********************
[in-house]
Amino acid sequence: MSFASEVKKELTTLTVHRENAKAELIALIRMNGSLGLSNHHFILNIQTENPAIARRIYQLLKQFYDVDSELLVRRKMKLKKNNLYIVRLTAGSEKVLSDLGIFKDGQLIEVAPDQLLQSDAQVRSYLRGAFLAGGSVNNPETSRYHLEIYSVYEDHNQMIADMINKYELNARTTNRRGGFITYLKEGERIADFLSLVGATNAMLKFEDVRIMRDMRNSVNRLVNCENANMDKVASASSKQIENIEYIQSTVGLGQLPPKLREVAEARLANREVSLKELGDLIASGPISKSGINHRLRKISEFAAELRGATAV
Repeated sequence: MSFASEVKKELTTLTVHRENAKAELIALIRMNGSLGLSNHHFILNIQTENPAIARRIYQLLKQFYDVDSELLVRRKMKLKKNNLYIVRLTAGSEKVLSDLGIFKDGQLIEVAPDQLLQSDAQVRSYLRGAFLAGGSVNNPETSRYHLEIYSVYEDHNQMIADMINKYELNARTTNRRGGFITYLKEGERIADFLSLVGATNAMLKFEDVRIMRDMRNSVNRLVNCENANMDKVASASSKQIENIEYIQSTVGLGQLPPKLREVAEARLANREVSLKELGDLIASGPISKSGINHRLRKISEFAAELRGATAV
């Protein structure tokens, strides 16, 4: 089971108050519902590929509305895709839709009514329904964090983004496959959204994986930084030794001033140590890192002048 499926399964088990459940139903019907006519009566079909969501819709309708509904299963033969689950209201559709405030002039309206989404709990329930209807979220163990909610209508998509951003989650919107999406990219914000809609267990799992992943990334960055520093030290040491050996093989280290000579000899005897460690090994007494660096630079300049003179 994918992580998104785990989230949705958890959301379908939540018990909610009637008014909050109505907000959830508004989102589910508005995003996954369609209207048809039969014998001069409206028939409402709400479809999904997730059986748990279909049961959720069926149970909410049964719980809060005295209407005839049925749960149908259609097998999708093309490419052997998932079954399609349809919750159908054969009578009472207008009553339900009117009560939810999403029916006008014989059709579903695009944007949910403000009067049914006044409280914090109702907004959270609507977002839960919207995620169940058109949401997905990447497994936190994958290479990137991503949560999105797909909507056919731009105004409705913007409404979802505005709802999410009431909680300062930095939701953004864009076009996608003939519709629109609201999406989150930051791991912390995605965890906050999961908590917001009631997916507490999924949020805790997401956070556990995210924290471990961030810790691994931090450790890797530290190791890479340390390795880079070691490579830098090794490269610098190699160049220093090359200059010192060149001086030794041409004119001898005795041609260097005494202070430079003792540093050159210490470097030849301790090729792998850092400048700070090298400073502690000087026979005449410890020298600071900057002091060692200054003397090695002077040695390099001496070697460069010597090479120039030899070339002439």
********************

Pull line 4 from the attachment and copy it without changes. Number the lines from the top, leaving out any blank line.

């Protein structure tokens, strides 16, 4: 089971108050519902590929509305895709839709009514329904964090983004496959959204994986930084030794001033140590890192002048 499926399964088990459940139903019907006519009566079909969501819709309708509904299963033969689950209201559709405030002039309206989404709990329930209807979220163990909610209508998509951003989650919107999406990219914000809609267990799992992943990334960055520093030290040491050996093989280290000579000899005897460690090994007494660096630079300049003179 994918992580998104785990989230949705958890959301379908939540018990909610009637008014909050109505907000959830508004989102589910508005995003996954369609209207048809039969014998001069409206028939409402709400479809999904997730059986748990279909049961959720069926149970909410049964719980809060005295209407005839049925749960149908259609097998999708093309490419052997998932079954399609349809919750159908054969009578009472207008009553339900009117009560939810999403029916006008014989059709579903695009944007949910403000009067049914006044409280914090109702907004959270609507977002839960919207995620169940058109949401997905990447497994936190994958290479990137991503949560999105797909909507056919731009105004409705913007409404979802505005709802999410009431909680300062930095939701953004864009076009996608003939519709629109609201999406989150930051791991912390995605965890906050999961908590917001009631997916507490999924949020805790997401956070556990995210924290471990961030810790691994931090450790890797530290190791890479340390390795880079070691490579830098090794490269610098190699160049220093090359200059010192060149001086030794041409004119001898005795041609260097005494202070430079003792540093050159210490470097030849301790090729792998850092400048700070090298400073502690000087026979005449410890020298600071900057002091060692200054003397090695002077040695390099001496070697460069010597090479120039030899070339002439």